fbpx

Blog

5 Ways to Engage Reluctant Writers with Creativity

We joined forces with Creative Schools and a group of educators to explore how to use creativity to engage and inspire even the most reluctant of writers.

We began by shooting off on a Mission to Mars and everyone agreed that an active and immersive experience such as this would be a great jumping off point into writing. We then held a round table and began sharing other ways to excite writers.

 

Here are the top 5 ideas to engage reluctant writers:

1. Make it relatable and bring it to life

You could speak to an author online – Twitter can be a great way to connect with people; use props and bury a time capsule for the children to discover; get a ‘detective’ to visit and ask your class to solve a case; or use an augmented reality app such as FXGuru.

Imagine how your class would react if this was happing in their classroom….

 

– emotive & exciting right?

2. Change where you write

Write in an unusual way or place to stimulate their imaginations & help them get past the fear of the blank page.

What will they come up with writing under the table, on the floor, on the desk with a whiteboard pen, or even writing on coloured paper?  Or take it outside in the playground or a specific location like a shopping centre or park to see what influence the environment can have.

3. Use Music

Play different types of music in one session to guide paragraph moods. Start off with a piece of menacing music, move on to a suspenseful piece and then a sad excerpt to organically get them to create paragraphs with different tones.

Music from films is great for this – music from old Westerns is perfect to build suspense.

Tile showing Mars and the words from earth t mars in the time it takes you to put on your pink headphones - as an inspiration for creative writing

4. Immerse them in a story

Use a resource such as now>press>play to place the children in the centre of the story, listen to a poem online, get the children to act out a story before they start to write, or watch a video and stop it on a cliff-hanger.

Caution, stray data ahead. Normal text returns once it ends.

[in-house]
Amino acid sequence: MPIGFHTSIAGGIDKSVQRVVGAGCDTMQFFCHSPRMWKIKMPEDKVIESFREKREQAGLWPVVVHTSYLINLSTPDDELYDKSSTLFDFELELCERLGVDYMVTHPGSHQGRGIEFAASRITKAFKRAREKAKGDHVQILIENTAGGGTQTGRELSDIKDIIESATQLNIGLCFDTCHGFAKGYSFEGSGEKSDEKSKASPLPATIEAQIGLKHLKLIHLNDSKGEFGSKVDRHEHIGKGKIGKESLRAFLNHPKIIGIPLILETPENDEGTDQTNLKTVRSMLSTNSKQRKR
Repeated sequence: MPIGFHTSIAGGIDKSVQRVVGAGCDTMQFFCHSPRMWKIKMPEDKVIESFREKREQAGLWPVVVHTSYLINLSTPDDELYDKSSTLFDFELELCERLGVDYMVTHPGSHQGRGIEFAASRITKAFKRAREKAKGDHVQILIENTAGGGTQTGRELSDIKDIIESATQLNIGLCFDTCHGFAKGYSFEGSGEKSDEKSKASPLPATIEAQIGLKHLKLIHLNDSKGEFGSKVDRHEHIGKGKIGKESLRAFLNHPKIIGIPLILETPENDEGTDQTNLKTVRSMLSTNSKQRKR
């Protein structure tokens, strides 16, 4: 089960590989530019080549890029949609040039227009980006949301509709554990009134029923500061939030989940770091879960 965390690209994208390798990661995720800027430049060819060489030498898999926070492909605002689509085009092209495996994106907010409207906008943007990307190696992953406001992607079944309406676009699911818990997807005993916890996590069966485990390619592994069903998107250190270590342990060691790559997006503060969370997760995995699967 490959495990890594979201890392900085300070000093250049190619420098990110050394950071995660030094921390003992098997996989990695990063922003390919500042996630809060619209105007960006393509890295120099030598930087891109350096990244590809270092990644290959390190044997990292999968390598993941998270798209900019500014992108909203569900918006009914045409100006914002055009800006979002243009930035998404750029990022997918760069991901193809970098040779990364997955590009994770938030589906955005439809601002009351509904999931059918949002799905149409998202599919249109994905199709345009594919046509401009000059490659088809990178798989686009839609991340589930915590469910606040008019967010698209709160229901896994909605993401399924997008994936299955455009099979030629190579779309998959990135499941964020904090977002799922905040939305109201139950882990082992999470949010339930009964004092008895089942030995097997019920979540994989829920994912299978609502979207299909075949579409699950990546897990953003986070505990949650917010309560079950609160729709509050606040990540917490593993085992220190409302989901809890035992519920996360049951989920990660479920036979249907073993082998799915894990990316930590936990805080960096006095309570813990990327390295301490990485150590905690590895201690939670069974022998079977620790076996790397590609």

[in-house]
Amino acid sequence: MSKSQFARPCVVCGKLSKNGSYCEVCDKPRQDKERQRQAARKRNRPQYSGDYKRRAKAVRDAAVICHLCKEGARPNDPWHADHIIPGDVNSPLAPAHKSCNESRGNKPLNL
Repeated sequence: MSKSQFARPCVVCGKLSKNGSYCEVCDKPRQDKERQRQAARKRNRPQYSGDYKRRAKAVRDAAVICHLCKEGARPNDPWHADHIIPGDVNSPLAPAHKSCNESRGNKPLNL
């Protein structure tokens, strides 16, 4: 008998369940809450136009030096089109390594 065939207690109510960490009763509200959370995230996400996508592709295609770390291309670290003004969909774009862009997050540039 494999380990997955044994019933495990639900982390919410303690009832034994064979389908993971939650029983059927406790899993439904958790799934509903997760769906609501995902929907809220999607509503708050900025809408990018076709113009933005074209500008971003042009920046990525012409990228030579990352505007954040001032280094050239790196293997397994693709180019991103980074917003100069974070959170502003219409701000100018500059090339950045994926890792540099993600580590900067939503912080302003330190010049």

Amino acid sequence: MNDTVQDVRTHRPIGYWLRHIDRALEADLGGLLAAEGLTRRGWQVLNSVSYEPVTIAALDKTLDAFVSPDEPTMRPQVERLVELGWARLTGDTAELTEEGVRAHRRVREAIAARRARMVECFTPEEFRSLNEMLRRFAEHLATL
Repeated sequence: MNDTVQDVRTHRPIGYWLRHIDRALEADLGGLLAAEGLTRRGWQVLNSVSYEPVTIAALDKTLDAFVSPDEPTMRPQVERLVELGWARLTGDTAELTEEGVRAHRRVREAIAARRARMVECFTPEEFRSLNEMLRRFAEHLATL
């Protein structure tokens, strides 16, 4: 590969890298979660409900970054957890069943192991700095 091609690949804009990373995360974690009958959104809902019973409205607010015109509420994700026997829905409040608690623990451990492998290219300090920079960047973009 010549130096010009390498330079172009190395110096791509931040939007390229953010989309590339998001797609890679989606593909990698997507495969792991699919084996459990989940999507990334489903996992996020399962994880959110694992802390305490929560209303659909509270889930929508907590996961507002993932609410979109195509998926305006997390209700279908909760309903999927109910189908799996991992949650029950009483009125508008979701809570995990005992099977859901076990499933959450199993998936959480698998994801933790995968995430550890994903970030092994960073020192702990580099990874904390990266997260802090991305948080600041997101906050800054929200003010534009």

Once they have been fully immersed you can ask them to write an alternative ending, interview one of the characters, or create a piece of writing in a different genre or form such as an informational leaflet or recount.

Michelangelo Merisi da Caravaggio, Medusa, 1597 - 1598, oil on canvas, 60 x 55 cm

Michelangelo Merisi da Caravaggio, Medusa, 1597 – 1598, oil on canvas, 60 x 55 cm

5. Use art as a stimulus


Show them emotive paintings such as Caravaggio’s Medusa, Munch’s The Scream or Dalí’s The Persistence of Memory and ask them what happened before and after the scene.

Get them to create a sculpture or character with brown paper and tape and whatever craft bits you have and ask them to write about theirs!

 

     




We loved talking to all the teachers and experts at the event with Creative Schools, thank you to everyone for coming.

We learnt that there is no better way to energise learning across the curriculum than by tapping into your pupils’ creativity, because memorable experiences lead to memorable learning.

We’d love to hear from you to see what magnificent ideas you have.

How do you inspire your pupils to write?


Creative Schools

Creative schools is an innovative programme that supports schools to tackle challenges and inspire school change through the arts.

They do this by resourcing and mobilising their broad network of cultural partners to respond to school needs and deliver projects or interventions that can make a difference.

This Post Has 0 Comments

Leave A Reply